Commentary: What makes someone a fervent fan?

Jessica Crispin,, 7/12/11

In The Opera Fanatic: Ethnography of an Obsession, Claudio E. Benzecry identifies four distinct types of the obsessed attendee: the hero, who believes he is keeping the opera house open and the art itself alive...the addict, willing to sacrifice his families, friends, lovers, money, and sanity to attend multiple performances of the same opera...the nostalgic, for whom everything was better when it was sung by Callas or Sutherland...and the pilgrim, who treats the opera house as a religious temple. Take the "opera" out of the Opera Fanatic, and there are still recognizable templates at play. Opera is often dismissed as a dead art form, as an elitist plaything of the wealthy and the out-of-touch. While the wealthy do remain patrons of the opera houses, statistically speaking, the average opera viewer is much more...normal. Benzecry found that the most devoted are middle class, many the children of immigrants, and, statistically, don't lean more straight or gay than the outside world. So when you do remove the opera, you find that the addicts share much in common with people who get obsessed about other things, whether that be comic books or Lord of the Rings or certain pop musicians or television shows. What remains elusive is the identification of the mechanism in people that chose opera. Benzecry's interviewees all have their theories and their origin stories -- family members who played operas on the phonograph, a waltz randomly heard on the radio, a lover who took them to the opera for the first time -- but there's no specific reason why it was opera, and not, say, an episode of Star Trek. But that's love for you. The more we love someone who hurts us and obsesses us and sets us afire, the more we try to find justification for that love in our past.


In Seattle, luring fans with offers for repeat visits and pay-what-you can

Brendan Kiley, The Stranger [Seattle weekly paper], 7/7/11

"They wonder why more people don't go to theater? I would go all the time if it weren't so expensive." So said Stranger copy chief Gillian Anderson just now. She had read the paper's glowing review of Pilgrims Sheri and Musa in the New World at A Contemporary Theatre and wanted to go. Then she checked the ticket prices. "Fifty dollars!" she shouted (quietly -- Gillian is a soft-spoken person so her shouts sound like the rest of us talking normally). "That's just on Saturday, right?" I said. "What about a Tuesday?" "Forty dollars!" she quietly shouted back. I applaud Seattle theaters for embracing the TeenTix program, which gets the yutes into theaters for cheap. But they've got a whole constituency of middle-aged folks who, like Gillian, are neither young enough nor old-and-rich enough to afford tickets. Just in case you were wondering where all the 30- and 40-somethings (who haven't made a bundle off of the tech boom) were. To be fair to ACT, I also heard someone a few days ago -- not at all a regular theatergoer -- say he was contemplating buying an ACT Pass because he likes to see things that he likes more than once. (The ACT pass is an all-you-bear-to-watch-at-our-theater membership for $25 a month, which might just replace subscriptions as an operating model.) UPDATE: A week after this post, ACT announced that it's going pay-what-you-can for all shows forevermore. Ask and you shall receive, Gillian!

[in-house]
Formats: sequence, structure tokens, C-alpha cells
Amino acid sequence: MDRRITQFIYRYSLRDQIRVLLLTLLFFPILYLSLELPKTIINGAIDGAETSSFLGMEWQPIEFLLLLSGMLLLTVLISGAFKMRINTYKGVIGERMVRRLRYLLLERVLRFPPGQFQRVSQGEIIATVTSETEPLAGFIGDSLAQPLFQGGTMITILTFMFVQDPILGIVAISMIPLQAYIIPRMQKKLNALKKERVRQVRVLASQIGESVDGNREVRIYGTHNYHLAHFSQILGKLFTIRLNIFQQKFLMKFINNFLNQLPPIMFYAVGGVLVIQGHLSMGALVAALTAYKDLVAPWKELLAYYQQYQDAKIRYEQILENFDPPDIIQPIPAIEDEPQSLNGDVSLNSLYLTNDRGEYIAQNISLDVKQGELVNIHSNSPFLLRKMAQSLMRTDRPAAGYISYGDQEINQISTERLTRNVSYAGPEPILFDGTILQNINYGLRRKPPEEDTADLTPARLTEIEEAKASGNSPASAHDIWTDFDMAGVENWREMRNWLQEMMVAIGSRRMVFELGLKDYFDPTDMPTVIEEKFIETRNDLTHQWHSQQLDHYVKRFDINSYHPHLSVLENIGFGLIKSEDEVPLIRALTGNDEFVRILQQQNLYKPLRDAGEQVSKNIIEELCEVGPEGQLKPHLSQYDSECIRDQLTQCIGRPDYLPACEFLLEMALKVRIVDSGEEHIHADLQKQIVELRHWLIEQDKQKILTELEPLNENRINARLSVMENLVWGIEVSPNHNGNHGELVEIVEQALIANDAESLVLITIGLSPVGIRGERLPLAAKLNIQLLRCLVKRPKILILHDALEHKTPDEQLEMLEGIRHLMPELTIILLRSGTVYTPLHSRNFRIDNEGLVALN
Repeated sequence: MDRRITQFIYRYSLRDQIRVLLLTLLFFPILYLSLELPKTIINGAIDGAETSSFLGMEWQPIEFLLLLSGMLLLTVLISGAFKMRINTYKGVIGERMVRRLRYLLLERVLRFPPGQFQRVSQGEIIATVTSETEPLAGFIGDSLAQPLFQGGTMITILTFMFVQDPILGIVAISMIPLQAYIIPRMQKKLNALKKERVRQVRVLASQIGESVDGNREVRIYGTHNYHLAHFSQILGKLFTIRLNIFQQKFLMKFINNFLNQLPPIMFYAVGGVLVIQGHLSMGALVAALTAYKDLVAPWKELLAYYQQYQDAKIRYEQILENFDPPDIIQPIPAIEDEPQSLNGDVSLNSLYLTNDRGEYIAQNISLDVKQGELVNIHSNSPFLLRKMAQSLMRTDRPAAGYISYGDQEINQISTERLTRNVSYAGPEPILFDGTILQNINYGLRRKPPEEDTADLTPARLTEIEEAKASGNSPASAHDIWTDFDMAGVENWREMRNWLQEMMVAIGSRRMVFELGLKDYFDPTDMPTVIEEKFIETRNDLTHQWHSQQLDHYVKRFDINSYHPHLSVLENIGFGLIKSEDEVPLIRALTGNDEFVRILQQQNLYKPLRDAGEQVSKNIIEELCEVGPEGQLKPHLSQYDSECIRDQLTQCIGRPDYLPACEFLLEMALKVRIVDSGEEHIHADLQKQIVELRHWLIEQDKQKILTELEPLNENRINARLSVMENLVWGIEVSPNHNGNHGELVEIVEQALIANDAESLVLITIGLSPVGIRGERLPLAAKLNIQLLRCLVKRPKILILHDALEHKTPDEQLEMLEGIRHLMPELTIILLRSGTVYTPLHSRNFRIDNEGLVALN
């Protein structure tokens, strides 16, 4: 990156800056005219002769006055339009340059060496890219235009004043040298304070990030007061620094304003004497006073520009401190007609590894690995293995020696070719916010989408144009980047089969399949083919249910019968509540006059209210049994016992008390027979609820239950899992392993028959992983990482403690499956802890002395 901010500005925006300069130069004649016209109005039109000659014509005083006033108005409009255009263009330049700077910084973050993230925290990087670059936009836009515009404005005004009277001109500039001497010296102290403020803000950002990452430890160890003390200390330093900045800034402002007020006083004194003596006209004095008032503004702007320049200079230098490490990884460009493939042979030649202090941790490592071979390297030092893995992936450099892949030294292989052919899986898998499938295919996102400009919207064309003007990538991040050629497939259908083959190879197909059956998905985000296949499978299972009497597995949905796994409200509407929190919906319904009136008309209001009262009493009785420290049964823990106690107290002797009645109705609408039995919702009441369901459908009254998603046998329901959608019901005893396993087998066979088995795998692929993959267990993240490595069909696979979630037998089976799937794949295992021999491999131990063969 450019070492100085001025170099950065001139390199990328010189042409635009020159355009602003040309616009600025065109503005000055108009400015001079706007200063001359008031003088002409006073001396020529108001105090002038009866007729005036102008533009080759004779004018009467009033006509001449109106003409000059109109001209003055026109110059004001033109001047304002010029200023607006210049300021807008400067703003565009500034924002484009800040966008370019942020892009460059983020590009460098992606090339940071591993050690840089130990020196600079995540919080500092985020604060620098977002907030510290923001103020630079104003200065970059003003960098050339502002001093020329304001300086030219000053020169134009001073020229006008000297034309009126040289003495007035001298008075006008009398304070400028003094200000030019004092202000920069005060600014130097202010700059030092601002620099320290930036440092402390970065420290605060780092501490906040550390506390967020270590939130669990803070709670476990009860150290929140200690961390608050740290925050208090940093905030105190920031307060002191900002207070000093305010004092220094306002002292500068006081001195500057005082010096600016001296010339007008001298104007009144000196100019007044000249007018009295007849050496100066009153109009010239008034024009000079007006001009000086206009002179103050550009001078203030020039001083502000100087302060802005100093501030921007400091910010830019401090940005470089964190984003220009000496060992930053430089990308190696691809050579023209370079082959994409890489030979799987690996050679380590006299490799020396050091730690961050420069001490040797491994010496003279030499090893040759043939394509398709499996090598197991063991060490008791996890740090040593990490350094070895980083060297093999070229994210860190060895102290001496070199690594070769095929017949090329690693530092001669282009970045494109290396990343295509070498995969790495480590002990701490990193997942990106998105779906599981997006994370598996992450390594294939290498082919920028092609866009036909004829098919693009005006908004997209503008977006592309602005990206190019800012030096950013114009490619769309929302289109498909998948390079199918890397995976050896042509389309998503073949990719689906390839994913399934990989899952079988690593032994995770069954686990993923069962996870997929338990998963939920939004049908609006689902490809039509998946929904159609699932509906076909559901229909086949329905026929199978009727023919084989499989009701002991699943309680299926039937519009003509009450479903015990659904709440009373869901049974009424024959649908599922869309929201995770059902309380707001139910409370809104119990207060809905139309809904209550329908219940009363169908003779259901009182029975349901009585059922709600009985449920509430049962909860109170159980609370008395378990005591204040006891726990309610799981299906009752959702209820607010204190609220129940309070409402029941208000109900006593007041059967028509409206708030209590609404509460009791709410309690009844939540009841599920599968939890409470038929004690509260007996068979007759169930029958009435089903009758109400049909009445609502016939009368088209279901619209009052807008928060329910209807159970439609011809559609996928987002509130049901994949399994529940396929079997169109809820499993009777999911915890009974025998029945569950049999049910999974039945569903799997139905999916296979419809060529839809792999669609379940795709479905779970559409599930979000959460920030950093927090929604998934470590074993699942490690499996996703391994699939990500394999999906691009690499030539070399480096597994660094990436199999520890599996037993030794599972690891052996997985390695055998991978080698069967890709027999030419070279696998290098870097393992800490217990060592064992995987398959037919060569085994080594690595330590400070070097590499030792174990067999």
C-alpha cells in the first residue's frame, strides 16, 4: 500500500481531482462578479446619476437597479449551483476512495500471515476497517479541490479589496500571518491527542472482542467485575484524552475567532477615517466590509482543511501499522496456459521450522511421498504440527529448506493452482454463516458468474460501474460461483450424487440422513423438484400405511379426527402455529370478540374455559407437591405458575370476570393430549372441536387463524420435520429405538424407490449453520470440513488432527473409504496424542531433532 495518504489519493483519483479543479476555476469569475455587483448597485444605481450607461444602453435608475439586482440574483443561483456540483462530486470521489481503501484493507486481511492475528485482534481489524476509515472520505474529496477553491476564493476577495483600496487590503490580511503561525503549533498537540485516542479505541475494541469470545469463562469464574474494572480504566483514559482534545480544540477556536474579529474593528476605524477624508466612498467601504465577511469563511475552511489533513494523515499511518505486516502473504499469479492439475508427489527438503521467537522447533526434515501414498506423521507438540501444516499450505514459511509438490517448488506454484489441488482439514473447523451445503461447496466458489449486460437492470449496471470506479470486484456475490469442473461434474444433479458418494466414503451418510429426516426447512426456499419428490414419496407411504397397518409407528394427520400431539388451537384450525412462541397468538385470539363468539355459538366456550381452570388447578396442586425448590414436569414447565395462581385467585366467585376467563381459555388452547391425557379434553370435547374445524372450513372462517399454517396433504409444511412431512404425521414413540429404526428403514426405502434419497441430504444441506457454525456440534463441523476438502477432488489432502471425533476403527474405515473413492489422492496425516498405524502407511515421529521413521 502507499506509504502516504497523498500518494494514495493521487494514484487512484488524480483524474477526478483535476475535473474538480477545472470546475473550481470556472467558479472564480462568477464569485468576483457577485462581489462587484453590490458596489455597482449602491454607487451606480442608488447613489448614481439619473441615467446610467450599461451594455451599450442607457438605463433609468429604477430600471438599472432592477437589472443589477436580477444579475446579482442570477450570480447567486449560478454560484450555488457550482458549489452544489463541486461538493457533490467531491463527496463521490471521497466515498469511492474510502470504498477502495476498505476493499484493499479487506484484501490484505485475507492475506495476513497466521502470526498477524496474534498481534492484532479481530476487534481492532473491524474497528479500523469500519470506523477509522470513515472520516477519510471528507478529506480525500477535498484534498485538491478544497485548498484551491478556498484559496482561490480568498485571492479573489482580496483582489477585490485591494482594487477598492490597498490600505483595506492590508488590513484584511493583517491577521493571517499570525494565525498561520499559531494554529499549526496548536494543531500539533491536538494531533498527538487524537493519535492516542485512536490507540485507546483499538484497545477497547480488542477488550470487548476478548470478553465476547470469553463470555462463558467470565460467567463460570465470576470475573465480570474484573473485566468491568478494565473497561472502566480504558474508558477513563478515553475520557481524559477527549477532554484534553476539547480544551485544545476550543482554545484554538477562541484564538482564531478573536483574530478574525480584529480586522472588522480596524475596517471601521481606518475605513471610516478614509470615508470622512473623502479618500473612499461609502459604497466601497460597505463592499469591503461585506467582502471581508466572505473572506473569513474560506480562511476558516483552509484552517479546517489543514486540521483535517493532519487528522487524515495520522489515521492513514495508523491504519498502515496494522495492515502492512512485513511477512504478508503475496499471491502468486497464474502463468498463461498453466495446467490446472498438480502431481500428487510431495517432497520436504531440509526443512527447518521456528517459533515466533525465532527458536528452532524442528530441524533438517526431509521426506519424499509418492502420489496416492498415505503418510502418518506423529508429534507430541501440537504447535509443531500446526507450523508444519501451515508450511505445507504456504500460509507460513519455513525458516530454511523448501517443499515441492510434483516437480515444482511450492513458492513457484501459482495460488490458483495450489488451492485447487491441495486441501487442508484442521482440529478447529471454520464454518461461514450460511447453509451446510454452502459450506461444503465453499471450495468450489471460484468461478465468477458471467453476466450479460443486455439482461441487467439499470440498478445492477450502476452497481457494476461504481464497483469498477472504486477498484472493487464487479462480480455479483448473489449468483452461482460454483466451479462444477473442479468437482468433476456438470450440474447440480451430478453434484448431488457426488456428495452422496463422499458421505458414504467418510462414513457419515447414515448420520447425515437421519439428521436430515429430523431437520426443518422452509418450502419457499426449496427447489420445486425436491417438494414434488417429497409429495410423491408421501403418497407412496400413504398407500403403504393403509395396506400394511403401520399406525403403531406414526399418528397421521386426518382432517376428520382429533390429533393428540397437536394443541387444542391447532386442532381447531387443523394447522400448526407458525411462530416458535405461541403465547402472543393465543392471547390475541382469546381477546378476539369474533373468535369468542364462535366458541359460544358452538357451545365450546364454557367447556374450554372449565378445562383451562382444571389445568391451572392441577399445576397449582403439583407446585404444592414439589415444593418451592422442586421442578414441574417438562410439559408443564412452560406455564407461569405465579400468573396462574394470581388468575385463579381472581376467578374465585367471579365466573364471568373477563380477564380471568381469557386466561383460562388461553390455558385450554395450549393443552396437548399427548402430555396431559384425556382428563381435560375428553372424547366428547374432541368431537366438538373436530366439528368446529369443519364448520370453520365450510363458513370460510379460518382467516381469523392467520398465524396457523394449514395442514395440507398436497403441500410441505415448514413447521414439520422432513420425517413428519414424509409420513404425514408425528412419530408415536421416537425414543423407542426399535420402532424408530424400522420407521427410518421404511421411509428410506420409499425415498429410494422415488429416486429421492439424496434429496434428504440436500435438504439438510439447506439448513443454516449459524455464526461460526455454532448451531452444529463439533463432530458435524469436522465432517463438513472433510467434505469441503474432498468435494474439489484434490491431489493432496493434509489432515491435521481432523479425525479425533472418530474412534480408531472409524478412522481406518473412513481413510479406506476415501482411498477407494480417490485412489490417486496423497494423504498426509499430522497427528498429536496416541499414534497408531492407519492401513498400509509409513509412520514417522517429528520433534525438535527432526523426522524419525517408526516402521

In Chicago, a theater tries to draw fans with a Netflix-like membership

Kris Vire, Time Out Chicago magazine, 7/20/11

Netflix made news last week with the announcement it planned to divorce its DVD rental business from its Internet streaming service. I think it makes sense; the two services feel very different to me. The DVDs are an obligation, taunting me with guilt until I watch them. The streaming service is an opportunity, a cache of available entertainment that says, "Hey, no rush, come check us out when you feel like it." The latter is how Theater Wit's artistic director Jeremy Wechsler characterizes his [company's new] monthly, flat-rate membership plan allowing unlimited attendance at any event in his three-theater venue. Inspired by a similar program at Seattle's A Contemporary Theatre, He thinks the monthly, unlimited nature of this new scheme will attract a different crowd than traditional subscriptions, noting that ACT's subscription base in Seattle hasn't dropped after the introduction of its ACT Pass. Wechsler says: "I think it changes the question for the audience member, from 'Should I invest money in this particular show?' to 'Should I go out?'  You're investing nothing but your time, which you're looking for a way to spend." Wechsler acknowledges that, if his experiment is too successful, [they] could lose money. "If everybody buys these and comes four times a month, that could cost us thousands of dollars." But he believes in the model: "A single theater can't offer a 'Netflix' variety, but we've got 35 plays [a year]," he says. "And I think Netflix encourages people to watch more movies."